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Protocol Information

Jan Schultz
Forest Plant Ecologist
USDA FS - Hiawatha National Forest
1030 Wright Street
Marquette, Michigan 49855
906.228.8491
906.228.4484
jschultz@fs.fed.us


Family Scientific Name: Liliaceae
Family Common Name: Lily Family
Scientific Name: Allium tricoccum Aiton
Common Name: Wild leek
Species Code: ALTR3
General Distribution: Rich deciduous woods, both on upland and floodplain sites, moist beech-maple-hemlock stands. Onion-like plant with single stem with round head of flowers. Also called "ramps". 8-12 inches high.
Propagation Goal: Plants
Propagation Method: Seed
Product Type: Container (plug)
Propagule Collection: Seed ripens at different rates within one seed head. Seed head can be gently shaken periodically to remove seed as it ripens. Seed is collected by hand from locally native plants within the eastern central Upper Peninsula. Flowers June-July. Seed is a bulb and seed and is harvested from mid August to September.
Propagule Processing: Dry seeds for 1-2 weeks in open paper bags or open Rubbermaid-style bins, shaking or turning seed heads. Seed is not cleaned. Once seeds have dried, store in sealed Ziploc-style bags until sowing time. Keep in a cool dry place (refrigerator or cold garage) until planted. Cold store until planted (up to 3 years).
Pre-Planting Treatments: None. May require stratification: mix the seeds with an equal amount of moist perlite or vermiculite. Seal container and proceed with up to two months or more of cold moist stratification in a cool dry place.
Growing Area Preparation/
Annual Practices for Perennial Crops:

Propagation Environment: Greenhouse film is made of Standard U.V. 3HL Clear 6 mil (J.R. Johnson's Greenhouse Supply Inc.) Fans run continuously to circulate the air. Vents open during the summer months to allow for cooling. Container Type: grows best in 24 cell (2"diameter) 14"x8.5"x4" deep flats. Can be grown in virtually any plug size. Sowing Media: Scotts Redi-earth Plug and Seedling Mix. Contains vermiculite, and sphagnum peat moss. Soil is sterile.

Thoroughly moisten the soil with water, mixing in the water with a trowel. Cover the holes in the bottom/sides of the plug tray cells with newspaper so that the soil does not fall out. Fill cells with damp soil and press soil down with a spoon. Refill the cell plugs with soil to the top, this time not pressing it down. Water the soil in the plug cells again. Sow the seeds by hand at a rate of about 2 seeds in each cell. Cover the seeds with a thin layer of soil. Sow year-round due to low variable success rates.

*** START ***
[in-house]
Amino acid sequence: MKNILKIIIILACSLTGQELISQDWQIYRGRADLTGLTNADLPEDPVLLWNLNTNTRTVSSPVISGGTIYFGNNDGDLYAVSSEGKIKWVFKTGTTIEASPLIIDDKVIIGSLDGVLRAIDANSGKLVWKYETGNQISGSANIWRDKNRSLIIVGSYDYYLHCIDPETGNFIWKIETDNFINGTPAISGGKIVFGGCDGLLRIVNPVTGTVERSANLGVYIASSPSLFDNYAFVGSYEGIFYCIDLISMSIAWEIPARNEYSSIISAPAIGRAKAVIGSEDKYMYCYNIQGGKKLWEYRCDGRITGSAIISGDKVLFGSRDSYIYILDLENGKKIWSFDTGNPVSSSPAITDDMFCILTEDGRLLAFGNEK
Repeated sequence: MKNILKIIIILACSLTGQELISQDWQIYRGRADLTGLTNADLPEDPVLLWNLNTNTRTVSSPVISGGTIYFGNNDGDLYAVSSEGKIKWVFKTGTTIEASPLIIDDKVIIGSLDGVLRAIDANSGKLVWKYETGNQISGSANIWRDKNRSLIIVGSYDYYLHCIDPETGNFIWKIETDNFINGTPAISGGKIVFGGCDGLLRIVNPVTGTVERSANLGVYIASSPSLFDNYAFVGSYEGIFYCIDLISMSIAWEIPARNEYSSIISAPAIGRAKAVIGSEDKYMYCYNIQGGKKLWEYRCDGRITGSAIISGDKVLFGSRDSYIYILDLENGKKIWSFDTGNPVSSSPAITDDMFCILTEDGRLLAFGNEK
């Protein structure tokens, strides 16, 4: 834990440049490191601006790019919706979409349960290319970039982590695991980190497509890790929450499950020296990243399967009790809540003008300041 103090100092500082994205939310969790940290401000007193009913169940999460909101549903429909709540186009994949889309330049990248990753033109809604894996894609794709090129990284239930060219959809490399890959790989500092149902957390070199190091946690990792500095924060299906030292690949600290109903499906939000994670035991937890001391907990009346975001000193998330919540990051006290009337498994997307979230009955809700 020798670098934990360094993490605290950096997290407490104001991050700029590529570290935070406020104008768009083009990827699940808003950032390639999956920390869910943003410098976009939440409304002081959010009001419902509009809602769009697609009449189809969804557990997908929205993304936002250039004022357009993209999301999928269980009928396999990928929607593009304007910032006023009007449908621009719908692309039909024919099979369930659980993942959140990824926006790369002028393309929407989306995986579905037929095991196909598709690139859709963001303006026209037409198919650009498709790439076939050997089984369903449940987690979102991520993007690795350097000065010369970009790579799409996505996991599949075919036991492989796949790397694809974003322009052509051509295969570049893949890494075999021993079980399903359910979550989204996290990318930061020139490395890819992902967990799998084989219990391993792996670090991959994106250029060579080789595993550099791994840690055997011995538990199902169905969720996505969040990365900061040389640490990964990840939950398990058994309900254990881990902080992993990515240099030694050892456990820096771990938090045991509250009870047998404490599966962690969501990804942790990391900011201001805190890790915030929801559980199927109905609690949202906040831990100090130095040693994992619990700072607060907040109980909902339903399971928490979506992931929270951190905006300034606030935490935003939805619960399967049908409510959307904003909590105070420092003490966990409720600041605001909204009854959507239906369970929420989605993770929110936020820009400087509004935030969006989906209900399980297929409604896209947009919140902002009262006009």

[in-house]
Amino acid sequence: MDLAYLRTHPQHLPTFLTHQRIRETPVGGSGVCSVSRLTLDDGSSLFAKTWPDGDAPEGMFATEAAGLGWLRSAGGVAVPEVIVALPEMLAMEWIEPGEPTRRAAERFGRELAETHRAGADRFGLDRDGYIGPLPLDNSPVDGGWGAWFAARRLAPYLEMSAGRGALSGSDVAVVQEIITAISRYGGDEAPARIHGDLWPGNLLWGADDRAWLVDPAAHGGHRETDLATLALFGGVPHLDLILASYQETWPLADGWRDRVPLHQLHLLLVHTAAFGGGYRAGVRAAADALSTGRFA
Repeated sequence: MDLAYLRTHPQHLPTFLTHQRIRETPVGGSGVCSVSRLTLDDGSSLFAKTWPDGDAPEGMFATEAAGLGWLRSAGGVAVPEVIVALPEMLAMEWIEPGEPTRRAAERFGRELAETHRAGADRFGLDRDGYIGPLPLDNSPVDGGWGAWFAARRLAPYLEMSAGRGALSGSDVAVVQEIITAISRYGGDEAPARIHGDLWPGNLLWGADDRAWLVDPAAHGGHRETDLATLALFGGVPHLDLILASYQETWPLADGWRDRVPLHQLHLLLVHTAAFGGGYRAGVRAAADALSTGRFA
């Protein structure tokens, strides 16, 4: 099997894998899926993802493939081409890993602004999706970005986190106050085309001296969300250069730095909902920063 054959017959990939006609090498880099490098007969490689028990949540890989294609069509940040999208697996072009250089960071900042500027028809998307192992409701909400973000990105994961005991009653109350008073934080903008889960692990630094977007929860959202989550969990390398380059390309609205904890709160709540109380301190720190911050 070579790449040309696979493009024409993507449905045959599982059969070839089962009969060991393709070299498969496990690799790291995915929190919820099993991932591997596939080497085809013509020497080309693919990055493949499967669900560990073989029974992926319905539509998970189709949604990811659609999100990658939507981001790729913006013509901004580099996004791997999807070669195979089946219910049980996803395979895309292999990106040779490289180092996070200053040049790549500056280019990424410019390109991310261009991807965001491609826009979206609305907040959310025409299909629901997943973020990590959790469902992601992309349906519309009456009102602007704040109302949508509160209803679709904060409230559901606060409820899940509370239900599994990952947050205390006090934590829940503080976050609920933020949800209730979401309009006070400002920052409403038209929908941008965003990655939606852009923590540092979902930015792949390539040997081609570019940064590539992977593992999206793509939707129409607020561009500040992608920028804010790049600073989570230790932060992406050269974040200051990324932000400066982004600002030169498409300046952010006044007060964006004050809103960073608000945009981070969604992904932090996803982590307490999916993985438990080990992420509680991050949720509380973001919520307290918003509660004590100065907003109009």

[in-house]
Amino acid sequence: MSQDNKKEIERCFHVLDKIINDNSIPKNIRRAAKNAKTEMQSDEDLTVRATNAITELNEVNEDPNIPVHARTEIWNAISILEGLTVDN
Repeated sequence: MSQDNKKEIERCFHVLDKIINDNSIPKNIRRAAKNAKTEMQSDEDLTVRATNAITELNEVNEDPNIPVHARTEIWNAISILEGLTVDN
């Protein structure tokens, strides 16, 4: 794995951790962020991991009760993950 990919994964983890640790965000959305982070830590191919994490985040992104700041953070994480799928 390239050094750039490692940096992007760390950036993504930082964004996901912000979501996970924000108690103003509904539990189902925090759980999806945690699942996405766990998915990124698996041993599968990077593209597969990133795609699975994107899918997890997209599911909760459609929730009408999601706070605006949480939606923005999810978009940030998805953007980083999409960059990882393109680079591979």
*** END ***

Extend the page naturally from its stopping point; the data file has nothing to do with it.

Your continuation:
Establishment Phase: From Jan. until Aug. the greenhouse thermostat is set at 65 degrees both day and night. Ambient greenhouse temperatures may reach 100 degrees F during the day in the summer. From Sept. thru Dec. the thermostat is set at 55 degrees F. During this season ambient greenhouse temperatures may reach 75 degrees F during the day. The greenhouse holds plants at all stages of growth so the temperature setting stays the same for all plants at all stages of growth. Soil is kept consistently damp during germination. Water using a fine mist or light hose setting only. Newly planted trays are placed on the south side of the greenhouse. No artificial light is used.
Active Growth Phase: The soil does not need to be consistently moist. Move trays to cooler north greenhouse tables. No fertilizers are used.
Hardening Phase: In early-late spring, mature plants can be moved into a cold frame with a cover of material that diffuses sunlight to prevent scorching of the plants. When danger of frost has passed leave plants outside. Water less frequently.
Harvesting, Storage and Shipping: In the Upper Peninsula, flats are transplanted into the field from late May to early October. Flats that are not planted in the summer remain in the greenhouse for another growing season.
Other Comments: Grows best in partly shaded areas. Ephemeral-leaves are gone (several months later). Clones are very long-lived (25 years+). Low percentage germination. Seed dispersed by ants.

Citation:
Schultz, Jan; Beyer, Patty.; Williams, Julie. 2001. Propagation protocol for production of container Allium tricoccum Aiton plants; USDA FS - Hiawatha National Forest, Marquette, Michigan. In: Native Plant Network. URL: http://www.nativeplantnetwork.org (accessed 1 October 2014). Moscow (ID): University of Idaho, College of Natural Resources, Forest Research Nursery.